Rising affluence has been associated with a reduction in the production of waste emissions within the UK. However, the waste emissions associated with the total consumption in the UK have risen. Can both these statements can be true?
There is little doubt that contemporary industrial society is increasingly becoming more consumerist. The story of the twentieth century is the story of large multi-national corporations, some of which have an annual revenue surpassing the GDP of several sovereign countries. Such a situation gives these corporations enormous power over the lives of citizens and the kind of lifestyle choices they can make. One particular aspect of this consumerist society is the mountains of waste that it creates. Due to demands on minimum expected quality of many of the consumer goods, the companies manufacturing them follow elaborate packaging procedures, the disposal of which adds to the total rubbish emissions (Taylor et. al, 2009, chapter 1). The case of United Kingdom is no different and the country is grappling to find solutions to this problem. Coming to the topic of this essay, there seems to be an apparent contradiction. But a closer scrutiny of the topic sentence, as well as a careful reading of the text, resolves how both of these assessments can be true. The rest of this essay will further explicate the topic sentences by way of presenting supporting evidence from the text.
Firstly, let us consider the assessment that ‘rising affluence has been associated with a reduction in the production of waste emissions within the UK’. Statistics gathered over the last fifty odd years shows that the UK has steadily become a more affluent country. With greater affluence, the nature and complexion of labour and industry has also undergone a change. For example, at the time of the Second World War, the United Kingdom economy was centred on manufacturing, producing many of the ammunition and weaponry in the war against Nazi Germany. The years after the end of the war saw a continuation of the process, this time the labour was utilized for rebuilding the war ravaged country. But in the decades since, a gradual process of neo-liberal globalization took centre stage across the world, making countries such as the United States and the United Kingdom a services-based economy. For example, the UK came to depend on the cars manufactured in countries such as Japan and South Korea, for these nations availed of superior manufacturing technology and cheaper manual labour. (Taylor et. al, 2009, chapter 3)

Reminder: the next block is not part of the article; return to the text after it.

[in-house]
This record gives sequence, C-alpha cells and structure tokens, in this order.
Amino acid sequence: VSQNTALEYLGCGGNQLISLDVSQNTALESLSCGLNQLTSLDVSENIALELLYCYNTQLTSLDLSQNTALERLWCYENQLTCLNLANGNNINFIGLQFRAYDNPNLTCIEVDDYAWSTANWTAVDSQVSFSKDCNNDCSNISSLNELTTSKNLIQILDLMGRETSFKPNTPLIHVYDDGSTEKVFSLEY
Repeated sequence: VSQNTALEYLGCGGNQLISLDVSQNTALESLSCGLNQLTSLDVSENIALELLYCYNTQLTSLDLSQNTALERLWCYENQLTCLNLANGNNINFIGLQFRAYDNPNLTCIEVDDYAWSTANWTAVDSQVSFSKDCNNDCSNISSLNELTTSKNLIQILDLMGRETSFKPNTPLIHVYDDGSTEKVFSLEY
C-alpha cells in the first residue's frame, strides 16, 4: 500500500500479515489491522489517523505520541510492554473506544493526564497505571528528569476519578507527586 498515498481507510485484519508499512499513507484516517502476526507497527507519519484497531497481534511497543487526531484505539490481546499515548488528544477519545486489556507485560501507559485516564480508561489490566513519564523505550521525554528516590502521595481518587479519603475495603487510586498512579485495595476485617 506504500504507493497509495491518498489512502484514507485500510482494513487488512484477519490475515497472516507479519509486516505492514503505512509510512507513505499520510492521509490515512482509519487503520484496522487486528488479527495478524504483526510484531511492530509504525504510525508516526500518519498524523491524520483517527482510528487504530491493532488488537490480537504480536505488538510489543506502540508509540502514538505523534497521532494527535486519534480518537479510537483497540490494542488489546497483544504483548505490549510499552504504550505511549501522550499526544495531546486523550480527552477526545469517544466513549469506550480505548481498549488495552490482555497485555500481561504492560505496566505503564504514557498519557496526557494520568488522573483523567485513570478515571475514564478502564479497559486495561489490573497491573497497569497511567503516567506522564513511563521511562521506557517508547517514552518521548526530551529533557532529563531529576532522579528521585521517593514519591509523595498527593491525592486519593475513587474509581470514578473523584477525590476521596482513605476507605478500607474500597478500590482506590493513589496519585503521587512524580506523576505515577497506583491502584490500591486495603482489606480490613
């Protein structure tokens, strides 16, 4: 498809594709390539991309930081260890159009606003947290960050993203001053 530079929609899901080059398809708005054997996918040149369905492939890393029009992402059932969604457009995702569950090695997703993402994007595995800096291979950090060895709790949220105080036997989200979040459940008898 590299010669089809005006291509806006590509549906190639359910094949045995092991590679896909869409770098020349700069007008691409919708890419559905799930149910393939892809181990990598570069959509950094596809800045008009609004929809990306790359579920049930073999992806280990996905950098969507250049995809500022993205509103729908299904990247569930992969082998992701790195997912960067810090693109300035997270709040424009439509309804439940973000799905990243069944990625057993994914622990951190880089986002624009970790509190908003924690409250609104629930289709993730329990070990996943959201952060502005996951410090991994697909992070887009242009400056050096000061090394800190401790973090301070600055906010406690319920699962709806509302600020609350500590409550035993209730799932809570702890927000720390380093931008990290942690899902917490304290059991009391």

In the aforementioned example, the waste emissions involved during the manufacturing process would not be counted under UK statistics, but under Japan or South Korea. In other words, the negative externalities associated with the process of car manufacturing would be shifted away from the UK, thereby skewing the data. This case clearly illustrates how rising affluence in the UK is associated with a reduction in the production of waste emissions within the UK. It also means that the environment of the planet as a whole is subject to greater damage than ever before, as the process of globalization shifts nominal environmental costs away from countries such as UK and towards Third World regions. An interesting concept that is of relevance to this point is “negative externalities” (Taylor et. al, 2009, chapter 3). For example, all the large supermarket chains in the UK, including Tesco, Sainsbury’s, etc, take advantage of the abundant cheap labour in Third World regions and source their products from there, a practice that seems to “externalize” environmental costs away from the UK. But this is only an illusion, as impoverished environmental conditions in any part of the world will affect all human inhabitants, irrespective of where they live. In addition to this, the emergence of a waste recycling industry has made it possible for affluent societies such as the UK to dump waste emissions in other regions of the world. For example, each year thousands of tonnes of rubbish gets shipped out of the UK in large containers into other parts of the world, where it gets recycled (Taylor et. al, 2009, chapter 3).